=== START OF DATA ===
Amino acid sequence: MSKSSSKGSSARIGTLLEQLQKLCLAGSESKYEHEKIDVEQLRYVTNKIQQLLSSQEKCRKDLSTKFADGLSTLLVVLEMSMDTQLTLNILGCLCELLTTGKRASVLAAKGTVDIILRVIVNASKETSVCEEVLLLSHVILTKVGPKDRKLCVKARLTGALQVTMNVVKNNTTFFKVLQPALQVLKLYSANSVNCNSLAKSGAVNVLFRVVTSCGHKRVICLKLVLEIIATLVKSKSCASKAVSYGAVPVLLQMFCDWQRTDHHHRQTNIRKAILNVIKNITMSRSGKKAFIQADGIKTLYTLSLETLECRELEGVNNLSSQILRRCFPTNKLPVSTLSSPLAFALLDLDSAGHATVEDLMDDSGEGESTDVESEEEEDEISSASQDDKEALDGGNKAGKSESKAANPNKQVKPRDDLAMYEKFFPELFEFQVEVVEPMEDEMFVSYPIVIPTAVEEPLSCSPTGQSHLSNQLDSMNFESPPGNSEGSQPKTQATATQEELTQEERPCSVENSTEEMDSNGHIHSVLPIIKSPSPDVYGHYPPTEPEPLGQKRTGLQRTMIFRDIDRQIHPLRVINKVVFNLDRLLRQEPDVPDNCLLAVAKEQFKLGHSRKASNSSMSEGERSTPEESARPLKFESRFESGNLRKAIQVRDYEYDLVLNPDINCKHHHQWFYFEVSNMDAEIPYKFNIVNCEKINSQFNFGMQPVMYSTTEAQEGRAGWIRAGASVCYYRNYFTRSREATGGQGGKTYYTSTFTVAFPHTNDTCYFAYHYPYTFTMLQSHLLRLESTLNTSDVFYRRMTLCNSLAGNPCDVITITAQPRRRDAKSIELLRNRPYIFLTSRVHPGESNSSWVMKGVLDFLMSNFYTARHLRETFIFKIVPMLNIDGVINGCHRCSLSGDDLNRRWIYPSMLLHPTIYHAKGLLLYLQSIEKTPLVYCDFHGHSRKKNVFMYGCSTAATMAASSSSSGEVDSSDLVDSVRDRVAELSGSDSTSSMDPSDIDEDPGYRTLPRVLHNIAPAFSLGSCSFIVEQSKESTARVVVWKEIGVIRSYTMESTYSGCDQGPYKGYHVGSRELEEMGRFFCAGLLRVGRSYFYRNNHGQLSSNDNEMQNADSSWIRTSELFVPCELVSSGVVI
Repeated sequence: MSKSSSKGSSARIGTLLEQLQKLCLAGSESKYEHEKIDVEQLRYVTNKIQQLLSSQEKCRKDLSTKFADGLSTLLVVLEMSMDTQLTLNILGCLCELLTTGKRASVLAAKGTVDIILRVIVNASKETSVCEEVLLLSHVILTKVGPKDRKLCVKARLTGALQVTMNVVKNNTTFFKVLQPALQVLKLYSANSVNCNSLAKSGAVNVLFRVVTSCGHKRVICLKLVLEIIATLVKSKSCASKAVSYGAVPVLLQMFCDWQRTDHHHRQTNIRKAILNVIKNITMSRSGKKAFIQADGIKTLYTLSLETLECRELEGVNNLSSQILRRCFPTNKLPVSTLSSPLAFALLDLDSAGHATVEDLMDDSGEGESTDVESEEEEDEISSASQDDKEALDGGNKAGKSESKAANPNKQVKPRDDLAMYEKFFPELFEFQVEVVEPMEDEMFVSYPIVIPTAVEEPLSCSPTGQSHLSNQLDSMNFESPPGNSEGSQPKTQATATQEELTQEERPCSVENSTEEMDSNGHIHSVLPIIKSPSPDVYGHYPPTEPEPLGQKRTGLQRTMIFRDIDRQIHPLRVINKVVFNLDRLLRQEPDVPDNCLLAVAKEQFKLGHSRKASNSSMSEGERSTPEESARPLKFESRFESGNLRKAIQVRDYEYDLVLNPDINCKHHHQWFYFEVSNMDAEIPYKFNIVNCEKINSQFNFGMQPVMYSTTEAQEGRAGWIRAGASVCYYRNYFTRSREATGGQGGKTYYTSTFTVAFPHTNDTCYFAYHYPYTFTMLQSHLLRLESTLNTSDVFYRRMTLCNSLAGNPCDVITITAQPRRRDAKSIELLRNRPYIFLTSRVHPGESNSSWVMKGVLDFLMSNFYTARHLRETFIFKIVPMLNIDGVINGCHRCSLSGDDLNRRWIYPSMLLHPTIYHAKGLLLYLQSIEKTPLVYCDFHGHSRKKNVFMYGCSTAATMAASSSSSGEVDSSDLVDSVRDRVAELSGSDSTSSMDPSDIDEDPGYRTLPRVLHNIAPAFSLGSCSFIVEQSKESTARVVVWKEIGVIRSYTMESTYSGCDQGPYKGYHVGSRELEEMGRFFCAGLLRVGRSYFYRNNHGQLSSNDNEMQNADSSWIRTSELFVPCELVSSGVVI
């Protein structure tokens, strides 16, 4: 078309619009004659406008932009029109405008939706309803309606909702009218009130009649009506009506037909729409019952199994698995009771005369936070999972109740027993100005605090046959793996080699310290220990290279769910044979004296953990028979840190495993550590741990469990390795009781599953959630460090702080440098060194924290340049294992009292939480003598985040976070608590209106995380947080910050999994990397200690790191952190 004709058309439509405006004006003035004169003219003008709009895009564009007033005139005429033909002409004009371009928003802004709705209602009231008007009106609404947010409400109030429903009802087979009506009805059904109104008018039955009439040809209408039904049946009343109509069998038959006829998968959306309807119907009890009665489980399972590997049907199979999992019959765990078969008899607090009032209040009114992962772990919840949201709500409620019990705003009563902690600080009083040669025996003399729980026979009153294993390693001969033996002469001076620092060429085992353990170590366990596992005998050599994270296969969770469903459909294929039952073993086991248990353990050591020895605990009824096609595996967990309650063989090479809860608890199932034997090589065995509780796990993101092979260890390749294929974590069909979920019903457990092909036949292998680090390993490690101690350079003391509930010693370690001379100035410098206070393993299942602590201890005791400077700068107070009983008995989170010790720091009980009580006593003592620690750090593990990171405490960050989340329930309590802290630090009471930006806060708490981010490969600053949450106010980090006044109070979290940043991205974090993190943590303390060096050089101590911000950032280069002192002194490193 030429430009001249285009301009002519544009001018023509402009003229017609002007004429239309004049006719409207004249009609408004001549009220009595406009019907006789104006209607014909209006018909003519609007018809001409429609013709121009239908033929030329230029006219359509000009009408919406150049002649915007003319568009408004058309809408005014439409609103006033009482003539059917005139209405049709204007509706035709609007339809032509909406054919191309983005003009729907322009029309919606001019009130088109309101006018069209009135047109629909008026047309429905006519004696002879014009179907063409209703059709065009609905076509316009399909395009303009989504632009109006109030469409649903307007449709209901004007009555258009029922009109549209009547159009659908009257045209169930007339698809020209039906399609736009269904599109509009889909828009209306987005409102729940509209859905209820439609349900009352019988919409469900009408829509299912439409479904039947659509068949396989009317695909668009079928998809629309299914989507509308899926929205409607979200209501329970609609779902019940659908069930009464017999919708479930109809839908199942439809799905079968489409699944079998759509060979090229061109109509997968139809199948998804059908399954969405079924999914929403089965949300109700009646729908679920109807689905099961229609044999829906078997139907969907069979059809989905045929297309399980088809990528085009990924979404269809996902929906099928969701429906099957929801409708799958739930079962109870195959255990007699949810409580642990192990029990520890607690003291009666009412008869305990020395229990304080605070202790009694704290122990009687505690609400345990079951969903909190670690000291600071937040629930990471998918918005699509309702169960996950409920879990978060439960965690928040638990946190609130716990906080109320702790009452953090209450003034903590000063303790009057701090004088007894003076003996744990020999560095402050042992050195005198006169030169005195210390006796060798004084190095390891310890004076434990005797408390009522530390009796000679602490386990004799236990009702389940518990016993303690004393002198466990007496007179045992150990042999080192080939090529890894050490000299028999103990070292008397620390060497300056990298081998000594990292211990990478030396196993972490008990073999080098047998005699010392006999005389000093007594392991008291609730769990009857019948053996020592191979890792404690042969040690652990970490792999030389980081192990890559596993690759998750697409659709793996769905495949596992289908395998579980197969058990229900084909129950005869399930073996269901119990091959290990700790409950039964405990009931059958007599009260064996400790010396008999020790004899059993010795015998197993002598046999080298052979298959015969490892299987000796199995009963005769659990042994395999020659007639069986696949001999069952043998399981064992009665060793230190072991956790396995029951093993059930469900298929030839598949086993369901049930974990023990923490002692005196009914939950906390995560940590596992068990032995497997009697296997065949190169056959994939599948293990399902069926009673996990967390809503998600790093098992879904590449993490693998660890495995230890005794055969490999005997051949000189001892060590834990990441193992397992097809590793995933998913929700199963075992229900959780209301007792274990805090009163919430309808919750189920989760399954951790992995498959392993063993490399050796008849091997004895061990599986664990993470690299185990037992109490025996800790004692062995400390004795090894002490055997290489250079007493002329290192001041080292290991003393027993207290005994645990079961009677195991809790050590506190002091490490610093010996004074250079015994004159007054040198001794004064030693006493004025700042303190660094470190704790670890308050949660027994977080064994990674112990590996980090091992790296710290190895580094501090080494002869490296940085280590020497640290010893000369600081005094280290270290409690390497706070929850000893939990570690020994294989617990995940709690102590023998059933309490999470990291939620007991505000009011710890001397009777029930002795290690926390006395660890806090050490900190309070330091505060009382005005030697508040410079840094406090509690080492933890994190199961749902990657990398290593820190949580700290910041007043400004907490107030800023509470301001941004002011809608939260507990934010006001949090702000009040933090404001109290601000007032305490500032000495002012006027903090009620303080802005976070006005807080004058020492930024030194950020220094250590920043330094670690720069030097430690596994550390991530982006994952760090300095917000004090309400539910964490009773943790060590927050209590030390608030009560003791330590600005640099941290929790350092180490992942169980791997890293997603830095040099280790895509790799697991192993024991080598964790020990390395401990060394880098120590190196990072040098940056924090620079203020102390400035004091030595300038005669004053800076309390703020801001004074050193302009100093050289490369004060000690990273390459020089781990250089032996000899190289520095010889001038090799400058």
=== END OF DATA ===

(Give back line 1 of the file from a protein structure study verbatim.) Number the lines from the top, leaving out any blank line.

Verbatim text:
Amino acid sequence: MSKSSSKGSSARIGTLLEQLQKLCLAGSESKYEHEKIDVEQLRYVTNKIQQLLSSQEKCRKDLSTKFADGLSTLLVVLEMSMDTQLTLNILGCLCELLTTGKRASVLAAKGTVDIILRVIVNASKETSVCEEVLLLSHVILTKVGPKDRKLCVKARLTGALQVTMNVVKNNTTFFKVLQPALQVLKLYSANSVNCNSLAKSGAVNVLFRVVTSCGHKRVICLKLVLEIIATLVKSKSCASKAVSYGAVPVLLQMFCDWQRTDHHHRQTNIRKAILNVIKNITMSRSGKKAFIQADGIKTLYTLSLETLECRELEGVNNLSSQILRRCFPTNKLPVSTLSSPLAFALLDLDSAGHATVEDLMDDSGEGESTDVESEEEEDEISSASQDDKEALDGGNKAGKSESKAANPNKQVKPRDDLAMYEKFFPELFEFQVEVVEPMEDEMFVSYPIVIPTAVEEPLSCSPTGQSHLSNQLDSMNFESPPGNSEGSQPKTQATATQEELTQEERPCSVENSTEEMDSNGHIHSVLPIIKSPSPDVYGHYPPTEPEPLGQKRTGLQRTMIFRDIDRQIHPLRVINKVVFNLDRLLRQEPDVPDNCLLAVAKEQFKLGHSRKASNSSMSEGERSTPEESARPLKFESRFESGNLRKAIQVRDYEYDLVLNPDINCKHHHQWFYFEVSNMDAEIPYKFNIVNCEKINSQFNFGMQPVMYSTTEAQEGRAGWIRAGASVCYYRNYFTRSREATGGQGGKTYYTSTFTVAFPHTNDTCYFAYHYPYTFTMLQSHLLRLESTLNTSDVFYRRMTLCNSLAGNPCDVITITAQPRRRDAKSIELLRNRPYIFLTSRVHPGESNSSWVMKGVLDFLMSNFYTARHLRETFIFKIVPMLNIDGVINGCHRCSLSGDDLNRRWIYPSMLLHPTIYHAKGLLLYLQSIEKTPLVYCDFHGHSRKKNVFMYGCSTAATMAASSSSSGEVDSSDLVDSVRDRVAELSGSDSTSSMDPSDIDEDPGYRTLPRVLHNIAPAFSLGSCSFIVEQSKESTARVVVWKEIGVIRSYTMESTYSGCDQGPYKGYHVGSRELEEMGRFFCAGLLRVGRSYFYRNNHGQLSSNDNEMQNADSSWIRTSELFVPCELVSSGVVI